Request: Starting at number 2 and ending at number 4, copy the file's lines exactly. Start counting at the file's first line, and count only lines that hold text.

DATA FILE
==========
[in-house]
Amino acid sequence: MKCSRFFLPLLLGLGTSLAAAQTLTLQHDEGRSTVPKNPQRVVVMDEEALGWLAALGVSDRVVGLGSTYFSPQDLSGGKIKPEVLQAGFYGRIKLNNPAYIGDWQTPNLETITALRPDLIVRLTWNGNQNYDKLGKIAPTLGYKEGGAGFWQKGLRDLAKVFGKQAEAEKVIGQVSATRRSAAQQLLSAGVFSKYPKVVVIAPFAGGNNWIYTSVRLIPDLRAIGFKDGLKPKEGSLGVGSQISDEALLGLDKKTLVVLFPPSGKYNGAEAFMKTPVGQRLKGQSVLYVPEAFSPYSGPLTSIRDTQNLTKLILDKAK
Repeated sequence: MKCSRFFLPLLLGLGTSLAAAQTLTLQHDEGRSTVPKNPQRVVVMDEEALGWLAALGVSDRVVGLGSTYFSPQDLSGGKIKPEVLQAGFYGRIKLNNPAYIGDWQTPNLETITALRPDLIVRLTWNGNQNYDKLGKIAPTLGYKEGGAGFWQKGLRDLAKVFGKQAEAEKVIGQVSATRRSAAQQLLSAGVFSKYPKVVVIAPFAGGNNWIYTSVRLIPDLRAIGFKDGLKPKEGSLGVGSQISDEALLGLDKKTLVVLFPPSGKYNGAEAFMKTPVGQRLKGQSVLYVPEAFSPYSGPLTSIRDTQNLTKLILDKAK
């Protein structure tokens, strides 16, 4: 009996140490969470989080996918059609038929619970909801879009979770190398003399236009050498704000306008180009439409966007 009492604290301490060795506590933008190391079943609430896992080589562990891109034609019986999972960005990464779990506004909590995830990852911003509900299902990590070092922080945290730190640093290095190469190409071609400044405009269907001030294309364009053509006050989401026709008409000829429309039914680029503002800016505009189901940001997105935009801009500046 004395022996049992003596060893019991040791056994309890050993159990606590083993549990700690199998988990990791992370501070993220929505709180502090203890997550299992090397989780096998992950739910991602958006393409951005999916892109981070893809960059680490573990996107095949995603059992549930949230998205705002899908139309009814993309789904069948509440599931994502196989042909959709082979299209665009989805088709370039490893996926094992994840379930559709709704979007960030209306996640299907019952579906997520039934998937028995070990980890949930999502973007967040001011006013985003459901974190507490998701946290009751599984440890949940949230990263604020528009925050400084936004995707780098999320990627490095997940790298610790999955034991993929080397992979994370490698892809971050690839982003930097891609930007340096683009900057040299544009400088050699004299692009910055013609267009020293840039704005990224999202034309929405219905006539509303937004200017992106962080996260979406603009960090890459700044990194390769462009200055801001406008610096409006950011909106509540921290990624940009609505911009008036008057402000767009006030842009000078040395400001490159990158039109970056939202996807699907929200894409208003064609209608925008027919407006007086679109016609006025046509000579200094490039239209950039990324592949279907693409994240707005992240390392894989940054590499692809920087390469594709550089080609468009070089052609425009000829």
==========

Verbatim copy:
Amino acid sequence: MKCSRFFLPLLLGLGTSLAAAQTLTLQHDEGRSTVPKNPQRVVVMDEEALGWLAALGVSDRVVGLGSTYFSPQDLSGGKIKPEVLQAGFYGRIKLNNPAYIGDWQTPNLETITALRPDLIVRLTWNGNQNYDKLGKIAPTLGYKEGGAGFWQKGLRDLAKVFGKQAEAEKVIGQVSATRRSAAQQLLSAGVFSKYPKVVVIAPFAGGNNWIYTSVRLIPDLRAIGFKDGLKPKEGSLGVGSQISDEALLGLDKKTLVVLFPPSGKYNGAEAFMKTPVGQRLKGQSVLYVPEAFSPYSGPLTSIRDTQNLTKLILDKAK
Repeated sequence: MKCSRFFLPLLLGLGTSLAAAQTLTLQHDEGRSTVPKNPQRVVVMDEEALGWLAALGVSDRVVGLGSTYFSPQDLSGGKIKPEVLQAGFYGRIKLNNPAYIGDWQTPNLETITALRPDLIVRLTWNGNQNYDKLGKIAPTLGYKEGGAGFWQKGLRDLAKVFGKQAEAEKVIGQVSATRRSAAQQLLSAGVFSKYPKVVVIAPFAGGNNWIYTSVRLIPDLRAIGFKDGLKPKEGSLGVGSQISDEALLGLDKKTLVVLFPPSGKYNGAEAFMKTPVGQRLKGQSVLYVPEAFSPYSGPLTSIRDTQNLTKLILDKAK
């Protein structure tokens, strides 16, 4: 009996140490969470989080996918059609038929619970909801879009979770190398003399236009050498704000306008180009439409966007 009492604290301490060795506590933008190391079943609430896992080589562990891109034609019986999972960005990464779990506004909590995830990852911003509900299902990590070092922080945290730190640093290095190469190409071609400044405009269907001030294309364009053509006050989401026709008409000829429309039914680029503002800016505009189901940001997105935009801009500046 004395022996049992003596060893019991040791056994309890050993159990606590083993549990700690199998988990990791992370501070993220929505709180502090203890997550299992090397989780096998992950739910991602958006393409951005999916892109981070893809960059680490573990996107095949995603059992549930949230998205705002899908139309009814993309789904069948509440599931994502196989042909959709082979299209665009989805088709370039490893996926094992994840379930559709709704979007960030209306996640299907019952579906997520039934998937028995070990980890949930999502973007967040001011006013985003459901974190507490998701946290009751599984440890949940949230990263604020528009925050400084936004995707780098999320990627490095997940790298610790999955034991993929080397992979994370490698892809971050690839982003930097891609930007340096683009900057040299544009400088050699004299692009910055013609267009020293840039704005990224999202034309929405219905006539509303937004200017992106962080996260979406603009960090890459700044990194390769462009200055801001406008610096409006950011909106509540921290990624940009609505911009008036008057402000767009006030842009000078040395400001490159990158039109970056939202996807699907929200894409208003064609209608925008027919407006007086679109016609006025046509000579200094490039239209950039990324592949279907693409994240707005992240390392894989940054590499692809920087390469594709550089080609468009070089052609425009000829």